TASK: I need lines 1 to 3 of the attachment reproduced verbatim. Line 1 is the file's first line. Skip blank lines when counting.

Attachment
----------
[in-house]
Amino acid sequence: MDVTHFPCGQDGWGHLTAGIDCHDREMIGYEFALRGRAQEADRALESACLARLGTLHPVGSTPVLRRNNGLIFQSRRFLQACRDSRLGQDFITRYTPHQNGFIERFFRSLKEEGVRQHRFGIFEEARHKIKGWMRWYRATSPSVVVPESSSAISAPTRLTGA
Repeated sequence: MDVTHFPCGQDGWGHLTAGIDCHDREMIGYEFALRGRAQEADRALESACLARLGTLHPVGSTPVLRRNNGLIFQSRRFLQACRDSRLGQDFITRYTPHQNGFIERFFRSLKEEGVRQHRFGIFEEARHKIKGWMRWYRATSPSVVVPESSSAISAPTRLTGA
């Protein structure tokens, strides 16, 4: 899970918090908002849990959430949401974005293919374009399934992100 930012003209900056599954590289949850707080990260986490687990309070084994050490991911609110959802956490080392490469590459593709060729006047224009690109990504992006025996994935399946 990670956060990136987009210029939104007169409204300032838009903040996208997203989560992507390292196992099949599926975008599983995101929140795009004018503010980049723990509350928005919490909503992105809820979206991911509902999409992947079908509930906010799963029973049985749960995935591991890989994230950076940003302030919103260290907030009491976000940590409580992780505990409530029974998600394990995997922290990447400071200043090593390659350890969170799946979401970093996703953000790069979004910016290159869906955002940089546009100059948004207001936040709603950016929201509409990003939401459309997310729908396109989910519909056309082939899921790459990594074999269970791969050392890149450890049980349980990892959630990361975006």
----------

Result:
[in-house]
Amino acid sequence: MDVTHFPCGQDGWGHLTAGIDCHDREMIGYEFALRGRAQEADRALESACLARLGTLHPVGSTPVLRRNNGLIFQSRRFLQACRDSRLGQDFITRYTPHQNGFIERFFRSLKEEGVRQHRFGIFEEARHKIKGWMRWYRATSPSVVVPESSSAISAPTRLTGA
Repeated sequence: MDVTHFPCGQDGWGHLTAGIDCHDREMIGYEFALRGRAQEADRALESACLARLGTLHPVGSTPVLRRNNGLIFQSRRFLQACRDSRLGQDFITRYTPHQNGFIERFFRSLKEEGVRQHRFGIFEEARHKIKGWMRWYRATSPSVVVPESSSAISAPTRLTGA